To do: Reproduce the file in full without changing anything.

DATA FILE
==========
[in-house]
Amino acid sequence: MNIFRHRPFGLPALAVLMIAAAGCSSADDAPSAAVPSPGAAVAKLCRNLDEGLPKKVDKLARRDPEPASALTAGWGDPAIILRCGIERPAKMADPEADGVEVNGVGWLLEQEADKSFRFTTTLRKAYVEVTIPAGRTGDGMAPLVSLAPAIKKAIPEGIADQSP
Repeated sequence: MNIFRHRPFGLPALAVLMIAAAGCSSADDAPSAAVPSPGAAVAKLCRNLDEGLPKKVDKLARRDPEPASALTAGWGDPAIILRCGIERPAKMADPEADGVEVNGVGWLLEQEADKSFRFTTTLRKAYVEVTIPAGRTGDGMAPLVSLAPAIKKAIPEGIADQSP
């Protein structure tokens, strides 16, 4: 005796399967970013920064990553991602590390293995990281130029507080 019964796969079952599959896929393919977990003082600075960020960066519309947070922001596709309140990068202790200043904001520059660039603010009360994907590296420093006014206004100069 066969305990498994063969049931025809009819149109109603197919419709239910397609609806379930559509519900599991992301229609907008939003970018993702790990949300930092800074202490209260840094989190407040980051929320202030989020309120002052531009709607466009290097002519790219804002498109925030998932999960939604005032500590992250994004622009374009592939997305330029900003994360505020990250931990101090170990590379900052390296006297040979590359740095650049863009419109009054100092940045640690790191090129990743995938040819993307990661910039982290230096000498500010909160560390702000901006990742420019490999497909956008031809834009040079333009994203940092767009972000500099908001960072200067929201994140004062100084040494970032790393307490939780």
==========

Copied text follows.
[in-house]
Amino acid sequence: MNIFRHRPFGLPALAVLMIAAAGCSSADDAPSAAVPSPGAAVAKLCRNLDEGLPKKVDKLARRDPEPASALTAGWGDPAIILRCGIERPAKMADPEADGVEVNGVGWLLEQEADKSFRFTTTLRKAYVEVTIPAGRTGDGMAPLVSLAPAIKKAIPEGIADQSP
Repeated sequence: MNIFRHRPFGLPALAVLMIAAAGCSSADDAPSAAVPSPGAAVAKLCRNLDEGLPKKVDKLARRDPEPASALTAGWGDPAIILRCGIERPAKMADPEADGVEVNGVGWLLEQEADKSFRFTTTLRKAYVEVTIPAGRTGDGMAPLVSLAPAIKKAIPEGIADQSP
């Protein structure tokens, strides 16, 4: 005796399967970013920064990553991602590390293995990281130029507080 019964796969079952599959896929393919977990003082600075960020960066519309947070922001596709309140990068202790200043904001520059660039603010009360994907590296420093006014206004100069 066969305990498994063969049931025809009819149109109603197919419709239910397609609806379930559509519900599991992301229609907008939003970018993702790990949300930092800074202490209260840094989190407040980051929320202030989020309120002052531009709607466009290097002519790219804002498109925030998932999960939604005032500590992250994004622009374009592939997305330029900003994360505020990250931990101090170990590379900052390296006297040979590359740095650049863009419109009054100092940045640690790191090129990743995938040819993307990661910039982290230096000498500010909160560390702000901006990742420019490999497909956008031809834009040079333009994203940092767009972000500099908001960072200067929201994140004062100084040494970032790393307490939780």